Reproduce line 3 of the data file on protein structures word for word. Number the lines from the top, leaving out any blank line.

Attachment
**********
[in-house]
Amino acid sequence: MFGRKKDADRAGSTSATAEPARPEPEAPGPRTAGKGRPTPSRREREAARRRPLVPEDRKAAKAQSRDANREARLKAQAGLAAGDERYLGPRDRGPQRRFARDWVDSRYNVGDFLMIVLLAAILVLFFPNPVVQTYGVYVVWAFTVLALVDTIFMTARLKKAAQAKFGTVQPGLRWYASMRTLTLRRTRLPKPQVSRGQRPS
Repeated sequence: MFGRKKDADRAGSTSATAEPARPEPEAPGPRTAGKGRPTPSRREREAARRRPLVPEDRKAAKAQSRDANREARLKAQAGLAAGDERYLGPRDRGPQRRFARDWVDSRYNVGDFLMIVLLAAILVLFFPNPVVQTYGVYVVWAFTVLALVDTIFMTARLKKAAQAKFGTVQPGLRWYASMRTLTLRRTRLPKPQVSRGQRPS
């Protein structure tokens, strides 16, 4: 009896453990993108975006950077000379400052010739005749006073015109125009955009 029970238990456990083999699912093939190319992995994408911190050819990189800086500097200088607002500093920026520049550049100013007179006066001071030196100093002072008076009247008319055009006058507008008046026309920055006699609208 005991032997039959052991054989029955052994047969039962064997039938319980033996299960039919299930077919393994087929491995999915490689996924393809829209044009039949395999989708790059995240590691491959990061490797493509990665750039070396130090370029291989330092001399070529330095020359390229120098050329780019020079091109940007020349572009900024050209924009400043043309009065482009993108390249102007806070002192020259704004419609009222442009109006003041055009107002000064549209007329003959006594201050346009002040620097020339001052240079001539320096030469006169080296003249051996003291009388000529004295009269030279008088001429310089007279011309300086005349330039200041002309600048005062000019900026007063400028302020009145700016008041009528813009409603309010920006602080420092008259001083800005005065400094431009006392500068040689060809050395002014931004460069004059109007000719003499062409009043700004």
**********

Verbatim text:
Repeated sequence: MFGRKKDADRAGSTSATAEPARPEPEAPGPRTAGKGRPTPSRREREAARRRPLVPEDRKAAKAQSRDANREARLKAQAGLAAGDERYLGPRDRGPQRRFARDWVDSRYNVGDFLMIVLLAAILVLFFPNPVVQTYGVYVVWAFTVLALVDTIFMTARLKKAAQAKFGTVQPGLRWYASMRTLTLRRTRLPKPQVSRGQRPS